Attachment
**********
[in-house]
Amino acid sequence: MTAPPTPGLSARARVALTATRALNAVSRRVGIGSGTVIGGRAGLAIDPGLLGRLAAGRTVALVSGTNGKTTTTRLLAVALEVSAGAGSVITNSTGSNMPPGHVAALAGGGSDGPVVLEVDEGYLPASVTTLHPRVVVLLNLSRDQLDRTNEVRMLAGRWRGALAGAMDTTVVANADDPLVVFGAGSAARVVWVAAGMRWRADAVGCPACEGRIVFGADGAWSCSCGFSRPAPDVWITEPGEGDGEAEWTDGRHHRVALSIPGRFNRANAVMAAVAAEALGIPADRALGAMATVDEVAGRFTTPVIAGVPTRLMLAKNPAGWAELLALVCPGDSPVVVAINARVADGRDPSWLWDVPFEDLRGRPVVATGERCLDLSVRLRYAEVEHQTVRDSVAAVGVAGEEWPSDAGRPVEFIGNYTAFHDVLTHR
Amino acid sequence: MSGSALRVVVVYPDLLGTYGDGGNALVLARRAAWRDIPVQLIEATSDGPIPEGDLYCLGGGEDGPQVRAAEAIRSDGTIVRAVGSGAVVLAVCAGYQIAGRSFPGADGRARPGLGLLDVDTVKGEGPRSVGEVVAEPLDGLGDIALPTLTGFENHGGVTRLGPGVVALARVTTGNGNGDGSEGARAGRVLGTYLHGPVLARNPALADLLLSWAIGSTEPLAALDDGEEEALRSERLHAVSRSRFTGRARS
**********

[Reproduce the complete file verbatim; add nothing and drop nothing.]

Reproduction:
[in-house]
Amino acid sequence: MTAPPTPGLSARARVALTATRALNAVSRRVGIGSGTVIGGRAGLAIDPGLLGRLAAGRTVALVSGTNGKTTTTRLLAVALEVSAGAGSVITNSTGSNMPPGHVAALAGGGSDGPVVLEVDEGYLPASVTTLHPRVVVLLNLSRDQLDRTNEVRMLAGRWRGALAGAMDTTVVANADDPLVVFGAGSAARVVWVAAGMRWRADAVGCPACEGRIVFGADGAWSCSCGFSRPAPDVWITEPGEGDGEAEWTDGRHHRVALSIPGRFNRANAVMAAVAAEALGIPADRALGAMATVDEVAGRFTTPVIAGVPTRLMLAKNPAGWAELLALVCPGDSPVVVAINARVADGRDPSWLWDVPFEDLRGRPVVATGERCLDLSVRLRYAEVEHQTVRDSVAAVGVAGEEWPSDAGRPVEFIGNYTAFHDVLTHR
Amino acid sequence: MSGSALRVVVVYPDLLGTYGDGGNALVLARRAAWRDIPVQLIEATSDGPIPEGDLYCLGGGEDGPQVRAAEAIRSDGTIVRAVGSGAVVLAVCAGYQIAGRSFPGADGRARPGLGLLDVDTVKGEGPRSVGEVVAEPLDGLGDIALPTLTGFENHGGVTRLGPGVVALARVTTGNGNGDGSEGARAGRVLGTYLHGPVLARNPALADLLLSWAIGSTEPLAALDDGEEEALRSERLHAVSRSRFTGRARS